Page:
Let us assume that the solution of the equation (18) has a ``weak discontinuity'', (i.e., discontinuity of the order 2) on the surface . This means that

- and all first derivatives are continuous when crossing the surface .
- satisfies the equation (18) on each side of the surface .
- Some second derivatives have a jump when crossing the surface (they have two different values on both sides of the surface ).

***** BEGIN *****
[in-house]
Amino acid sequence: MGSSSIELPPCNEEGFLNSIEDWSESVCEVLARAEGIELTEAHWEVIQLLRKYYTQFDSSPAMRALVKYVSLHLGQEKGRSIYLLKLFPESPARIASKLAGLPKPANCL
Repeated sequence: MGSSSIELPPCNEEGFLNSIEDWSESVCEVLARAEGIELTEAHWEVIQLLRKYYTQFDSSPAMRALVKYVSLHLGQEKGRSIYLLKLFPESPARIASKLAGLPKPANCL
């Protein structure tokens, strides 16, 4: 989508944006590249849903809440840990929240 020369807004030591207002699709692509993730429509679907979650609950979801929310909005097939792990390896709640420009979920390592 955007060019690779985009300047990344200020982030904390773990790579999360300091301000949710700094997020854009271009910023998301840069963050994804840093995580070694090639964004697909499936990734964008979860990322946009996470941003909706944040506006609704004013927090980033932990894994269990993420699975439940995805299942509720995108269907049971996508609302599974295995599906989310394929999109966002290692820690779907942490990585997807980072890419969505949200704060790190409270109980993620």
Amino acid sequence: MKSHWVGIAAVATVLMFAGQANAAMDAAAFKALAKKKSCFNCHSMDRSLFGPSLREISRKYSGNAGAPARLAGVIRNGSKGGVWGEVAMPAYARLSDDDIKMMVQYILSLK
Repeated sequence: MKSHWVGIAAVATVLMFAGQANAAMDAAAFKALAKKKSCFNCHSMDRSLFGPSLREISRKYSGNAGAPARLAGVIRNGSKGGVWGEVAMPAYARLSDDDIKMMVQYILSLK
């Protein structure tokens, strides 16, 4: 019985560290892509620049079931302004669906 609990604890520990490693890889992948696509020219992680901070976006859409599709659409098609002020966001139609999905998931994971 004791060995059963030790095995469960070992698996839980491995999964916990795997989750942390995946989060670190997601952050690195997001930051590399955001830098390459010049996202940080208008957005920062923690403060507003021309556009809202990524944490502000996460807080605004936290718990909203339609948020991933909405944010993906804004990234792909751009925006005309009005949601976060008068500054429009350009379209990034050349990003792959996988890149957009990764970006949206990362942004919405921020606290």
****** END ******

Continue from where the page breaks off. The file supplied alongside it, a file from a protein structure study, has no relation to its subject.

So a characteristic surface is the only possible location for a weak discontinuity
if it is a solution of the equation (18).
If this is valid for a weak discontinuity, it is also valid for
discontinuities of all orders if they represent jumps of derivatives with
respect to *t*. It follows through a simple consideration that: satisfy the same
equation (18), and we can always transform an arbitrary discontinuity
into a weak one.

1/13/1998